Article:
Thus, the House of Lords concluded that the use of the present continuous tense in the statutory formulation denoted that the child's position had to be looked at in a continuum. In so doing, it concluded that treatment by a mother of her child before birth was of vital legal significance; it also raised the question of what other maternal conduct during pregnancy was likely to, or at least could, lead to the removal of a child from its mother.

In the context of women and narcotic use, the decision described above is a critical one that raises unsettling questions. The committal of a child to care is a last resort for the child's benefit and should not be used as a method of punishment for parents who might be viewed as inadequate or reprehensible in some way. Certainly, the mother of the child acted illegally and irresponsibly, both before and after pregnancy, and could hardly be classified as an ideal parent. The issue that confronted the courts, however, was not her suitability and skill as a parent but rather her conduct before the birth of her child, her conduct before she ever became pregnant. In other words, her attitude or behaviour towards the child after its birth was irrelevant; her abilities as a parent had never been tested as she had never had control of the child. Since the mother was a registered drug addict, it might have been possible to monitor her parenting skills were she given the care of the child for a short period of time. Yet no examination was ever made of whether care and control of the child would have had a beneficial effect on her life-style.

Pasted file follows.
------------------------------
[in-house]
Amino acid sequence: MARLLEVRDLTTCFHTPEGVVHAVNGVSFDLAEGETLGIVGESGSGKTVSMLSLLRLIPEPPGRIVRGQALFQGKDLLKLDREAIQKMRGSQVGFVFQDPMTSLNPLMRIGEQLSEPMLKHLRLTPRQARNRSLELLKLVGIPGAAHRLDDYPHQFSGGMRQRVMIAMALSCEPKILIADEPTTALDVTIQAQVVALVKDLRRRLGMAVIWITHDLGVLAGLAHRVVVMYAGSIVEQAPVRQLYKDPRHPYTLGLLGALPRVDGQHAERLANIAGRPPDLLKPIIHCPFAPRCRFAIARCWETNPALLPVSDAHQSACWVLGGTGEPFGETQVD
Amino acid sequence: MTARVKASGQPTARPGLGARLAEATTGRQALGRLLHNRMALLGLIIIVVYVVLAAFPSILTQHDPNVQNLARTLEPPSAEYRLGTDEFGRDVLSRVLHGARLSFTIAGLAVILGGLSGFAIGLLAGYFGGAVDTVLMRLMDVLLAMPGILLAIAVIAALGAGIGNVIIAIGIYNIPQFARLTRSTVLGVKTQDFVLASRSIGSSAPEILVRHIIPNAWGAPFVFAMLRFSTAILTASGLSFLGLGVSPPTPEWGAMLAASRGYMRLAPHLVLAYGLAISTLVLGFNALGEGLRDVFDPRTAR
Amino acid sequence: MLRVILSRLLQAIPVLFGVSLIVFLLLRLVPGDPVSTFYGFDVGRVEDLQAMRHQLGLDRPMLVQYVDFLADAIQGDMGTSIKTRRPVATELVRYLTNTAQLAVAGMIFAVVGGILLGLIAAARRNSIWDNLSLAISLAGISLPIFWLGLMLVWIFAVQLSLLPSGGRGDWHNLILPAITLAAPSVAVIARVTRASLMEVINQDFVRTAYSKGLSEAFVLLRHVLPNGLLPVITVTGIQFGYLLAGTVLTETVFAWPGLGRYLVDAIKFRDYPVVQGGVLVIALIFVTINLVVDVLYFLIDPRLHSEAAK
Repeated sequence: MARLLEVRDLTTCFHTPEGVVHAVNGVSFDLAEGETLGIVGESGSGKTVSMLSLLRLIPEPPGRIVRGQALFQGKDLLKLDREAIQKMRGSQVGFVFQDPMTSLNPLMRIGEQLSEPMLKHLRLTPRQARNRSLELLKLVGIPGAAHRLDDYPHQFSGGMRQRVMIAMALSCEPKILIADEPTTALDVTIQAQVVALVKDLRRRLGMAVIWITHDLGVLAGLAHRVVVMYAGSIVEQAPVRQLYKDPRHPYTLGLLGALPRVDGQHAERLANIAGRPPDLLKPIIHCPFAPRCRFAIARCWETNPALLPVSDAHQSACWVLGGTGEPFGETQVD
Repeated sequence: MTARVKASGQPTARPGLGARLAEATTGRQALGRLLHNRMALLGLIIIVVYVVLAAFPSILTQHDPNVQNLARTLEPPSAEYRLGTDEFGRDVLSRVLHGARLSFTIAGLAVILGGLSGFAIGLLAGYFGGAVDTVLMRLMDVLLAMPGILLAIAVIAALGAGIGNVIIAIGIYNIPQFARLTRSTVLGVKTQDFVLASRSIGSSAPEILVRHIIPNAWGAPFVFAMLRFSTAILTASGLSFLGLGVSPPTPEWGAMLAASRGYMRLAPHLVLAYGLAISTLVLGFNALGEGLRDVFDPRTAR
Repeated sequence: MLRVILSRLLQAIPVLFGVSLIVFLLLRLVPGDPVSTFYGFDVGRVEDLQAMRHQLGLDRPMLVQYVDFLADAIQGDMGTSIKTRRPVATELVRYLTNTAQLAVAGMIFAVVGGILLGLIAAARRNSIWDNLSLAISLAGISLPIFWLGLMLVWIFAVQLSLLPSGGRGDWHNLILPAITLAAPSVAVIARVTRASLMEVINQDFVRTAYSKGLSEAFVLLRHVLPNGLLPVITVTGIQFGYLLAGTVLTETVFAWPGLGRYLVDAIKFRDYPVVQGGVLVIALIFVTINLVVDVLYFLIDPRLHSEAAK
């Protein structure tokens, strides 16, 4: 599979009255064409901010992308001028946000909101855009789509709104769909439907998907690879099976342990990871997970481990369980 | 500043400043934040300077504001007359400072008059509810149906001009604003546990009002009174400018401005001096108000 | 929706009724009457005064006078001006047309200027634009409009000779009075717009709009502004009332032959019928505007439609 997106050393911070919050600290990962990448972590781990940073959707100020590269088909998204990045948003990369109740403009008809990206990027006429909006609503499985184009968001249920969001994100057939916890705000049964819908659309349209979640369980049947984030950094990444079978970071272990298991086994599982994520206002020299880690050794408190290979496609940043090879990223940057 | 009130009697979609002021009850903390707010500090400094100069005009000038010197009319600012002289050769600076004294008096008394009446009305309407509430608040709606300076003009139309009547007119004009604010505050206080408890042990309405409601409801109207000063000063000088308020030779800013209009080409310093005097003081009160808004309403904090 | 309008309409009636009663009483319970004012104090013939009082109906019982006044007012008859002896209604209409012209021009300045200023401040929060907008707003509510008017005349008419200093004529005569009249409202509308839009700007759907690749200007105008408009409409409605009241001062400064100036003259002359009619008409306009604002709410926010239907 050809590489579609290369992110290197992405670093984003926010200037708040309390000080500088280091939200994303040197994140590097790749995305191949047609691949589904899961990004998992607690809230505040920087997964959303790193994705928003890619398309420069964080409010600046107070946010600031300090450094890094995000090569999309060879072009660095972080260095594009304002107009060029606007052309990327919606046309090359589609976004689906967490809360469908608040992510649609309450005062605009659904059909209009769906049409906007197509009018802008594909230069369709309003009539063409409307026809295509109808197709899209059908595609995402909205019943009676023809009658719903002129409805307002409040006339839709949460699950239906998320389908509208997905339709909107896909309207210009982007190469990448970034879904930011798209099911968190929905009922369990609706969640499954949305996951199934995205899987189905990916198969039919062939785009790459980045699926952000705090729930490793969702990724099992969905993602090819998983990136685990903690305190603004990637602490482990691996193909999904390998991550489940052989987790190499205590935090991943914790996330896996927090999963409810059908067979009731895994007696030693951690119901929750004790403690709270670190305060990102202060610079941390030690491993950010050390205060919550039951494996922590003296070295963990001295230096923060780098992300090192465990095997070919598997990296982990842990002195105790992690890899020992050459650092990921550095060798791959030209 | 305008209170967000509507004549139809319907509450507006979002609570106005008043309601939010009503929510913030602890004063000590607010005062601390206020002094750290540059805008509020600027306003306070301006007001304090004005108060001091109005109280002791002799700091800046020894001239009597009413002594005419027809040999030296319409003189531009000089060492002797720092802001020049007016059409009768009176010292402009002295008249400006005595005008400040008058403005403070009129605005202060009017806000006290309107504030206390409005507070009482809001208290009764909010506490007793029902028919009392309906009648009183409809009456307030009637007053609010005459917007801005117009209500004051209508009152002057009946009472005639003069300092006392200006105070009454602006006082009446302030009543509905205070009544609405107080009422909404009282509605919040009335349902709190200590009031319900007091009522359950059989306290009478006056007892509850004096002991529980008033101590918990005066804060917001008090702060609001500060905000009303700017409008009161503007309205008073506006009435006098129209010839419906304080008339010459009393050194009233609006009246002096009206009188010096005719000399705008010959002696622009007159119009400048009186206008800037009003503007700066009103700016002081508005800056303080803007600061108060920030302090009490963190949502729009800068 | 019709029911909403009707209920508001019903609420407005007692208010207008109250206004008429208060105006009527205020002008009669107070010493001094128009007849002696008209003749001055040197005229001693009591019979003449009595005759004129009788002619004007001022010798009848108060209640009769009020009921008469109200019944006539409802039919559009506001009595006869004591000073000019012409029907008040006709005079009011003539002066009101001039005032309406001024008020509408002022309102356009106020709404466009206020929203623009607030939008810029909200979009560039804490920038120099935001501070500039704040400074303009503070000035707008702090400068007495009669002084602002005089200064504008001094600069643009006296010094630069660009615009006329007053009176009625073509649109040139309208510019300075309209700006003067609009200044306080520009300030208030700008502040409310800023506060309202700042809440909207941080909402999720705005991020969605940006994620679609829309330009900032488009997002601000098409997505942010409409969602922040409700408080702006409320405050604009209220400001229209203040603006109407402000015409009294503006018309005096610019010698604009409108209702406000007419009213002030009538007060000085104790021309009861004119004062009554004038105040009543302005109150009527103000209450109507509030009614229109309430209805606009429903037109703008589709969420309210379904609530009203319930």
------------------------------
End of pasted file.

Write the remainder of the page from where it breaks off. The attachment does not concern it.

Beyond the criticisms that can be made of the decision reached in case A are broader questions. It is not impossible for an addict to be a perfectly competent parent, nor is it impossible for the responsibilities of parenthood to have a beneficial effect on parents' behaviour. Furthermore, the question of the appropriateness of the use of care proceedings as a method of modification of the mother's pre-natal behaviour was not addressed, nor was there any indication that the decision was confined to narcotic abuse, thus leaving open to debate situations involving pre-natal alcohol or tobacco usage. It was made clear, however, that there were limits to the use of care orders in these circumstances and that such proceedings were justifiable only when there was a likelihood that the state of affairs revealed by the mother's pre-natal behaviour would continue into the future. In other words, a care order is justified only when the court is satisfied that, by reason of the mother's continuing addiction to drugs, the child's proper development may continue to be avoidably prevented or her health may continue to be avoidably impaired in the future.

Case B